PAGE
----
Cirrus and water vapor transport in the tropical tropopause layer

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Cirrus and water vapor transport in the tropical tropopause layer

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Title: Cirrus and water vapor transport in the tropical tropopause layer
Author: Dinh, Tra Phuong
Abstract: Simulations of tropical-tropopause-layer (TTL) cirrus under the influence of a large-scale equatorial Kelvin wave have been performed in two dimensions. These simulations show that, even under the influence of the large-scale wave, radiatively induced dynamics in TTL cirrus plays an important role in the transport of water vapor in the vertical direction. In a typical TTL cirrus, the heating that results from absorption of radiation by ice crystals induces a mesoscale circulation. Advection of ice and water vapor by the radiatively induced circulation leads to the persistence of the cloud and upward advection of the cloudy air. Upward advection of the cloudy air is equivalent to upward transport of water vapor when the air above the cloud is drier than the cloudy air, and downward transport otherwise. In TTL cirrus, microphysical processes also contribute to transport of water vapor in the vertical direction. Ice nucleation and growth, followed by sedimentation and sublimation, always lead to downward transport of water vapor. The magnitude of the downward transport by microphysical processes increases with the relative humidity of the air surrounding the cloud. Moisture in the surrounding environment is important because there is continuous interactions between the cloudy and environmental air throughout the cloud boundary. In our simulations, when the air surrounding the cloud is subsaturated, hence drier than the cloudy air, the magnitude of the downward transport due to microphysical processes is smaller than that of the upward transport due to the radiatively induced advection of water vapor. The net result is upward transport of water vapor, and equivalently hydration of the lower stratosphere. On the other hand, when the surrounding air is supersaturated, hence moister than the cloudy air, microphysical and radiatively induced dynamical processes work in concert to induce downward transport of water vapor, that is dehydration of the lower stratosphere. TTL cirrus processes also depend sensitively on the deposition coefficient of water vapor on ice crystals. The deposition coefficient determines the depositional growth rate of ice crystals, hence microphysical and radiative properties of the cloud. In our simulations, larger values of the deposition coefficient correspond to less ice crystals nucleated during homogeneous freezing, larger ice crystal sizes, faster ice sedimentation, smaller radiative heating rate and weaker dynamics. These results indicate that detailed observations of the relative humidity in the vicinity of TTL cirrus and accurate laboratory measurements of the deposition coefficient are necessary to quantify the impact of TTL cirrus in the dehydration of the stratosphere. This research highlights the complex role of microphysical, radiative and dynamical processes in the transport of water vapor within TTL cirrus. It shows that under certain realistic conditions, TTL cirrus may lead to upward transport of water vapor, which results in moistening of the lower stratosphere. Thus it is not accurate to always associate TTL cirrus with stratospheric dehydration.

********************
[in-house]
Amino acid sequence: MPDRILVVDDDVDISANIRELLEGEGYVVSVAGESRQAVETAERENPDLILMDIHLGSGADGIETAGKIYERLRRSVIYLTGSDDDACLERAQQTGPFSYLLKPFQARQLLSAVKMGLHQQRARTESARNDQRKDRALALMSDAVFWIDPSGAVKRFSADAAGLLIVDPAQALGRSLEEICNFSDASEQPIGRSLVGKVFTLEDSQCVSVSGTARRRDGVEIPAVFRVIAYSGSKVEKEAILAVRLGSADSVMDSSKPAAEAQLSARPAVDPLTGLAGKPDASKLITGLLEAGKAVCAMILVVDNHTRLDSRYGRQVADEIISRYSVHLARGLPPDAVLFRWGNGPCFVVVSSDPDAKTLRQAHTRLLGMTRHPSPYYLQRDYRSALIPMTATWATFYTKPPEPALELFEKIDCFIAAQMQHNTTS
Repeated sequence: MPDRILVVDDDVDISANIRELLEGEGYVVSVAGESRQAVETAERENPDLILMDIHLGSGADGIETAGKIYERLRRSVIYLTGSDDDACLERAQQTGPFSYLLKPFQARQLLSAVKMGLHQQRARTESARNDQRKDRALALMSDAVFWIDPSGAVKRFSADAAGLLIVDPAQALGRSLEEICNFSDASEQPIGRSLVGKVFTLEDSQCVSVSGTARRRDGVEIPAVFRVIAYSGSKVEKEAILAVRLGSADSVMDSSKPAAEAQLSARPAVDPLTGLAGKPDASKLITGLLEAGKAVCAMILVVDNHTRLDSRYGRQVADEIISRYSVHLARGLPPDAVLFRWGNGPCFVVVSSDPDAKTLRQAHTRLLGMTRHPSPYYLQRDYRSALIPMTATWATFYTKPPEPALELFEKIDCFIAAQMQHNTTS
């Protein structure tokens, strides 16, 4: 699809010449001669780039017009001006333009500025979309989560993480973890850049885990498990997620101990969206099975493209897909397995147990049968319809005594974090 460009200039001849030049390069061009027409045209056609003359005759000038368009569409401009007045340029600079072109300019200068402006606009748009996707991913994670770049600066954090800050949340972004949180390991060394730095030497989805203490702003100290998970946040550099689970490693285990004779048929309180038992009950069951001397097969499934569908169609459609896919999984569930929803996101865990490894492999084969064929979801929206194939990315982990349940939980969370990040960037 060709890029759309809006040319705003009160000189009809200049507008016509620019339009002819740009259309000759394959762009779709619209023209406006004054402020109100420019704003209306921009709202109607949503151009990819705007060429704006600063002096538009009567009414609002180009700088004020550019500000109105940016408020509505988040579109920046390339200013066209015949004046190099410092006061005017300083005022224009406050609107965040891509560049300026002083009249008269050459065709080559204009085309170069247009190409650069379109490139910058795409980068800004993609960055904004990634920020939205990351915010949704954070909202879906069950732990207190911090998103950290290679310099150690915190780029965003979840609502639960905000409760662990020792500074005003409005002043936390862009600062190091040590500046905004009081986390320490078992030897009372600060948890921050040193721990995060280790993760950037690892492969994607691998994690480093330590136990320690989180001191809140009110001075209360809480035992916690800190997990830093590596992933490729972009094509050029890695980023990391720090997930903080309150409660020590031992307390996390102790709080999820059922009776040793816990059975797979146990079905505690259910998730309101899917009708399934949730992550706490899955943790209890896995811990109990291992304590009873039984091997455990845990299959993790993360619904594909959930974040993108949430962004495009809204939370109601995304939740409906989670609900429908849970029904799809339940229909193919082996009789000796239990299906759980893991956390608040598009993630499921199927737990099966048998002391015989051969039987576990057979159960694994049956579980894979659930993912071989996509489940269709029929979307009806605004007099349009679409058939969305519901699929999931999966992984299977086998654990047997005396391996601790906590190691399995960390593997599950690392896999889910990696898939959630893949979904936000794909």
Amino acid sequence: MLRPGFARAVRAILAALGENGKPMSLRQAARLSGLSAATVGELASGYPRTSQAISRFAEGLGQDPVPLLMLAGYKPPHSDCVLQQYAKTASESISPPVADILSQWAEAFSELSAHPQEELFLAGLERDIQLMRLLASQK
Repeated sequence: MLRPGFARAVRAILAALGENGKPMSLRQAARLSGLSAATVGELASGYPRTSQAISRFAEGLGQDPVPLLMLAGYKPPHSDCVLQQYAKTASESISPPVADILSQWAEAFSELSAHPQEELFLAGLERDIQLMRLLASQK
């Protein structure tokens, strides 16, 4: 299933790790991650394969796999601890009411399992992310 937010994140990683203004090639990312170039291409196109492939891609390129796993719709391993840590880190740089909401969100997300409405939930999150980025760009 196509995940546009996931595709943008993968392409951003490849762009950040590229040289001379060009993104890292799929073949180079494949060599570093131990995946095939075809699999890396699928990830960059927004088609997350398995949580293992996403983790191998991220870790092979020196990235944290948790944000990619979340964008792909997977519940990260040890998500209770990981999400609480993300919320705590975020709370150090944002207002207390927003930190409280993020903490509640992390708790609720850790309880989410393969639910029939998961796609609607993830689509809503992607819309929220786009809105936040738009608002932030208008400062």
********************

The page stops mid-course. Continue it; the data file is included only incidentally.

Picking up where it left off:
Description: Thesis (Ph.D.)--University of Washington, 2012
Author requested restriction: No embargo

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